A film buff's quest to view all the films on They Shoot Pictures, Don't They's 1,000 Greatest Films list (www.theyshootpictures.com/gf1000)
Thursday, August 26, 2010
The Ballad of Cable Hogue
Directed by: SAM PECKINPAH
1970, TSPDT Rank #978
This post contains content written for the Internet Film Club.
I feel this movie is a near masterpiece, and I think it deserves to be higher on the list. Sam Peckinpah himself felt that this was his best film, and I don't think he was that far off. It's pretty much the only good western-comedy I've ever seen: funny, moving, and sublime, featuring great cinematography and Jason Robards giving probably his best performance as Cable Hogue. Watching him act in this movie makes me wish I could see Noon Wine, a made for TV movie Peckinpah made starring Robards before his return to film with The Wild Bunch. Joshua, the reverend of 'the church of his own revelation' is hilarious, especially the scenes which show his brand of "consoling" women. The main plot device that should motivate the film is Hogue wanting to get revenge on his former partners, who left him to die without water in the desert. But what becomes the driving force of the film is the tender romance between Hogue and Hildy, the prostitute who becomes the love of his life. I think the people who call Sam a misogynist sadist or whatever should check out the way this relationship is portrayed in the film, because it pretty firmly disproves that theory. Anyway, I think this movie contains a great cast, incredible script, and paints Sam's definitive picture of the fading Old West.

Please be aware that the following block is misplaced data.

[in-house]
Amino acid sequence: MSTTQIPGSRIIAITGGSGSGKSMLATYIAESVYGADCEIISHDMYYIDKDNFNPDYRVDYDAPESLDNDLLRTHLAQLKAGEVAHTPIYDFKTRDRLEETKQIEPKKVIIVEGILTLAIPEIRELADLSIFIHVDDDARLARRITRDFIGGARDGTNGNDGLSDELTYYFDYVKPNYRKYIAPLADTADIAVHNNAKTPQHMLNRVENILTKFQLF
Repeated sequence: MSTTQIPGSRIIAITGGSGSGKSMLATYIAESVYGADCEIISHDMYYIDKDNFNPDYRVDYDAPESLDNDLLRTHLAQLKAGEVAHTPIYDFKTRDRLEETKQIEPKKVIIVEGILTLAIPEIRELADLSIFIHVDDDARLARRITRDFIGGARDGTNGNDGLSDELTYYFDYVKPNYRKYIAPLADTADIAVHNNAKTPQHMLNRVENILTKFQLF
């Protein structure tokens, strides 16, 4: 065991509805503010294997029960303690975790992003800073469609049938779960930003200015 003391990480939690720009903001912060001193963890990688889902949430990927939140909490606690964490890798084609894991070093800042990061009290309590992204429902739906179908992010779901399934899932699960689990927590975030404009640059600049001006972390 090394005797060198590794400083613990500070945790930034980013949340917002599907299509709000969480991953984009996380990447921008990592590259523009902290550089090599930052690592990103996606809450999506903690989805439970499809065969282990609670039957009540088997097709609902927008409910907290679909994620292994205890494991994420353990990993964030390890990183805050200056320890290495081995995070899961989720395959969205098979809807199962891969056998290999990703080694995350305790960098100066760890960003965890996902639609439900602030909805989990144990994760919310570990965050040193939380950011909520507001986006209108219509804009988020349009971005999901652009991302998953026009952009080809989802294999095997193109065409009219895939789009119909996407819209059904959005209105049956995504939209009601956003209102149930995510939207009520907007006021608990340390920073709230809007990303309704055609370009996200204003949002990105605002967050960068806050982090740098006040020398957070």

I have been charting my progress on the 1,000 Greatest Films list from They Shoot Pictures, Don't They? for over ten years now. The quest continues! You can also check out my spinoff blog at https://cinema-cycles.tumblr.com/